0
Votes

Ayr Hill Still Blooms after 75 Years

<bt>When Leigh Kitcher planted her first flowers — bright yellow marigolds — at age 6, she was bitten by the garden bug. Ever since then, she has needed to live near a patch of earth so that she could work the soil and watch the green shoots grow and the buds blossom.

"It's a reminder that there's always renewal," said the Vienna resident on gardening. "And there's the pleasure of the beauty and the fragrances."

Kitcher hopes to spread her love of gardening through planting and cultivating the gardens around town. As a member of the Ayr Hill Garden Club, she chairs the committee that maintains the garden next to the Whole Foods market and the Washington & Old Dominion Trail.

"By doing it for the town, I feel like I'm making a contribution," Kitcher said.

THAT GARDEN CLUB, 50 gardening enthusiasts strong, is celebrating its 75th anniversary this weekend with a flower show and sale offered in conjunction with the Vienna Arts Society's annual spring art show. "Bringing 75 Years of Beauty to Vienna" will feature nine design classes representing periods of the club's history, and another class, "Art in Bloom" will showcase floral interpretations of painting and sculpture represented in the art show.

The exhibits and designs at the show exemplify the garden club's dedication to beautifying the community areas around Vienna since 1929. Throughout the years, the Ayr Hill Garden Club has been responsible for maintaining the gardens at Centennial Park, Salisbury Springs off of Lawyers Road, and the flower beds near the Patrick Henry Public Library and the Freeman House. It created the annual Walk on the Hill event in the Windover Heights Historic District in 1971, and organized the event until Historic Vienna, Inc. took charge of it in 1983. Ayr Hill Garden Club also sells plants at its booth at the annual ViVa Vienna festival.

"We just have our fingers in a lot," said Florence Roseborough, a member since 1979.

IN ADDITION to planting, members meet monthly throughout the year except during the summer. They listen to lectures on the garden club's primary interests of horticulture, ornithology, conservation and flower arranging. Members also work with Girl Scouts on the merit badges and create May baskets for homebound residents and hospice trays at Christmas time.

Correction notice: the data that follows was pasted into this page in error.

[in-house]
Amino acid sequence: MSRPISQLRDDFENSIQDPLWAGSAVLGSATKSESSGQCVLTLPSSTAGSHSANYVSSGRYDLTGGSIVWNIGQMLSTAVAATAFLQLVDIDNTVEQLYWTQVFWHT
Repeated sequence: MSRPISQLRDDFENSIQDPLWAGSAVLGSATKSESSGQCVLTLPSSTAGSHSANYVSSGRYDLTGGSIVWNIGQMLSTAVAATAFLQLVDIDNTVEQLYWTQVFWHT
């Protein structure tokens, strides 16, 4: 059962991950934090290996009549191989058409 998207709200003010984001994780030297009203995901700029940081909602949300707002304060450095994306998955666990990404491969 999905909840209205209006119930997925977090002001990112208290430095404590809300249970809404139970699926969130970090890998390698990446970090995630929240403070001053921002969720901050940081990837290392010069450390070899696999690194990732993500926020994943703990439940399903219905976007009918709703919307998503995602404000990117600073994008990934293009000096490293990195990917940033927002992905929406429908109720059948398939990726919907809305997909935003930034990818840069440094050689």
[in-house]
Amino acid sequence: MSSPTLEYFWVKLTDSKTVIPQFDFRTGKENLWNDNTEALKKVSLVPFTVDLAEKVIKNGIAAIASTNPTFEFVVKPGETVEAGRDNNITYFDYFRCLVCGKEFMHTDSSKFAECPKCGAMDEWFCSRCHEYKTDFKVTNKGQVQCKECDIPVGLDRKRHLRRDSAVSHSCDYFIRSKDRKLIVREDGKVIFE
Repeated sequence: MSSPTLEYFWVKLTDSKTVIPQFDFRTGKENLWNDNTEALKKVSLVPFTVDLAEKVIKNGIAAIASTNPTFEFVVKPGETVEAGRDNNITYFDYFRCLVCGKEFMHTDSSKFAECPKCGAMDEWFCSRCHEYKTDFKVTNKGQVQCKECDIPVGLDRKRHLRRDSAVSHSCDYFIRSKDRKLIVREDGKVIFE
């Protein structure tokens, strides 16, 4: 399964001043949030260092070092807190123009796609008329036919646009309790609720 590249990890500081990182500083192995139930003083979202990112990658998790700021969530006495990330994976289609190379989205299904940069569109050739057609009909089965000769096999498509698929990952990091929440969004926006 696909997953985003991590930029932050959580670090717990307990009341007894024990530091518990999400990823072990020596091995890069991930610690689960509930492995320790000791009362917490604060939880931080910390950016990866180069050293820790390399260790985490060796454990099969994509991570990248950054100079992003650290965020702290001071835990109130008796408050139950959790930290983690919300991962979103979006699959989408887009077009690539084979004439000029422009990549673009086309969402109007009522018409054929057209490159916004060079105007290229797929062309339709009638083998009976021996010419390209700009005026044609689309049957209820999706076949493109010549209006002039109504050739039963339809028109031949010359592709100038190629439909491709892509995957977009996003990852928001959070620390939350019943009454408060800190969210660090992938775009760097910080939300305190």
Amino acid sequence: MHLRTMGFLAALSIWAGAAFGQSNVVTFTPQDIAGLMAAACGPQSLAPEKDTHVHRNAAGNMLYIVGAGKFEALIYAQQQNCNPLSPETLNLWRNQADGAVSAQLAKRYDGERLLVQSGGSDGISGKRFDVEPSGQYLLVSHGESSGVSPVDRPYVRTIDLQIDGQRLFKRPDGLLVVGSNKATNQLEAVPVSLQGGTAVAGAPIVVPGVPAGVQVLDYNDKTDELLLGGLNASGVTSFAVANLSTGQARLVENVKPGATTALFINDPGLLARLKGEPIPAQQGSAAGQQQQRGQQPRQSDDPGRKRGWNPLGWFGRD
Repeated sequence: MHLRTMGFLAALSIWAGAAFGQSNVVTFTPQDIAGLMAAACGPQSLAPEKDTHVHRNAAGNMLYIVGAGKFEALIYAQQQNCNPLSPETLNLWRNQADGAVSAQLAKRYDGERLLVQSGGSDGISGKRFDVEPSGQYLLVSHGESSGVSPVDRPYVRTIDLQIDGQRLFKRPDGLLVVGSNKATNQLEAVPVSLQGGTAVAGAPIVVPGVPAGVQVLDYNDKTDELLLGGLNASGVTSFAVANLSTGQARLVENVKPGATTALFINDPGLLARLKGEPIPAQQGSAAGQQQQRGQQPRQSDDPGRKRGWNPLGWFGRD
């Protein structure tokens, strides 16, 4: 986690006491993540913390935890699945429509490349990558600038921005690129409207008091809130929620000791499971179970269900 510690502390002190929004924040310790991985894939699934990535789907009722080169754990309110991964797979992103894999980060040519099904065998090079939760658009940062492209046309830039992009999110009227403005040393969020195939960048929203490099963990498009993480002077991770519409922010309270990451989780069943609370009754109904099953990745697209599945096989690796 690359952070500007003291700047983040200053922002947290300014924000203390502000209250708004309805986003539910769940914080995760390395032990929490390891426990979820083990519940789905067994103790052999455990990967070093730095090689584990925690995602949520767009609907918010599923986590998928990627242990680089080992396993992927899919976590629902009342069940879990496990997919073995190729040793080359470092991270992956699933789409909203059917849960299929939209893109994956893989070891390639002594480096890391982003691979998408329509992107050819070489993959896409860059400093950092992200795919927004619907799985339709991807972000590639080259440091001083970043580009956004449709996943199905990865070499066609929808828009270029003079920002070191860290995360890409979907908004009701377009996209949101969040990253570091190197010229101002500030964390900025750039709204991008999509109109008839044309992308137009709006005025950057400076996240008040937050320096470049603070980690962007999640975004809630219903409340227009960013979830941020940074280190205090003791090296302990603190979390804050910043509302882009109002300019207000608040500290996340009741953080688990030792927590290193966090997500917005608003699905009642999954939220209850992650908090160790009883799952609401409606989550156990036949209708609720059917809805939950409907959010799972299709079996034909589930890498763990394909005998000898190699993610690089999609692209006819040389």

"When the opportunity comes to try a garden club, then this is the one," said Mary McDiarmid, Ayr Hill's outgoing president.

What is distinctive about the garden club is the generations of families that belong to it. Vienna resident Nancy Keeran's mother was a founding member, and McDiarmid's mother had been a member of Ayr Hill for at least 50 years.

"The people in the club are very, very special," McDiarmid said. "They're interesting, they're thoughtful."

The experience and knowledge of longtime members, some of whom had joined Ayr Hill in the 1950s and onward, further enhances the learning environment within the garden club.

"It's really delightful to see that kind of continuity," Kitcher said.

As the garden club looks ahead to its next 75 years, immediate plans include creating a discovery garden for children next to the town mural on the W&OD trail. The garden, still under construction, will have plants that children can touch, see and smell.

"I think gardens are very accessible for children," Kitcher said.

Members also intend to continue planting and seeding the plots of available earth scattered about town.

"Gardening reminds one of the natural cycle of life. The bursting of energy when flowers bloom ... then the onslaught of the rain and the heat. And if you're lucky, they'll have another burst in September," Kitcher said.